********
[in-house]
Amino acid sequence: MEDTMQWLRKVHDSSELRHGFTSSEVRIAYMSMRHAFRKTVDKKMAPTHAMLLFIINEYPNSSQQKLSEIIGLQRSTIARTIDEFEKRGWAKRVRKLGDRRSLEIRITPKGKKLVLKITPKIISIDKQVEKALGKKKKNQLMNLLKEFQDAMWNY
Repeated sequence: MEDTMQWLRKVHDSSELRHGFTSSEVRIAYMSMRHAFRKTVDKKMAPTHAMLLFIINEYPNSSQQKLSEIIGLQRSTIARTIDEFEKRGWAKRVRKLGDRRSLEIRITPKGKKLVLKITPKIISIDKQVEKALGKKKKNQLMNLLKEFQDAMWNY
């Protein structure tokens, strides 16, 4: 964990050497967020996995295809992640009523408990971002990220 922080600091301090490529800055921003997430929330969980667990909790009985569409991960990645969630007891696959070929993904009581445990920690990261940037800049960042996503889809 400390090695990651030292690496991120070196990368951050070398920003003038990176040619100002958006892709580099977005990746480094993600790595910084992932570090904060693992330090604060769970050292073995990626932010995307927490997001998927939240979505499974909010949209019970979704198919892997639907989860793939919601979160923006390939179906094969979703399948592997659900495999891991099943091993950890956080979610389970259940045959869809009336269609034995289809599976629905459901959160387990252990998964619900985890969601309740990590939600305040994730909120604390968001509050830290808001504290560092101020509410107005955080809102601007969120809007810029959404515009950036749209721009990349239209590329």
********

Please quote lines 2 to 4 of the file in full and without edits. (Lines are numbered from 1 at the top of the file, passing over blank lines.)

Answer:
Amino acid sequence: MEDTMQWLRKVHDSSELRHGFTSSEVRIAYMSMRHAFRKTVDKKMAPTHAMLLFIINEYPNSSQQKLSEIIGLQRSTIARTIDEFEKRGWAKRVRKLGDRRSLEIRITPKGKKLVLKITPKIISIDKQVEKALGKKKKNQLMNLLKEFQDAMWNY
Repeated sequence: MEDTMQWLRKVHDSSELRHGFTSSEVRIAYMSMRHAFRKTVDKKMAPTHAMLLFIINEYPNSSQQKLSEIIGLQRSTIARTIDEFEKRGWAKRVRKLGDRRSLEIRITPKGKKLVLKITPKIISIDKQVEKALGKKKKNQLMNLLKEFQDAMWNY
């Protein structure tokens, strides 16, 4: 964990050497967020996995295809992640009523408990971002990220 922080600091301090490529800055921003997430929330969980667990909790009985569409991960990645969630007891696959070929993904009581445990920690990261940037800049960042996503889809 400390090695990651030292690496991120070196990368951050070398920003003038990176040619100002958006892709580099977005990746480094993600790595910084992932570090904060693992330090604060769970050292073995990626932010995307927490997001998927939240979505499974909010949209019970979704198919892997639907989860793939919601979160923006390939179906094969979703399948592997659900495999891991099943091993950890956080979610389970259940045959869809009336269609034995289809599976629905459901959160387990252990998964619900985890969601309740990590939600305040994730909120604390968001509050830290808001504290560092101020509410107005955080809102601007969120809007810029959404515009950036749209721009990349239209590329």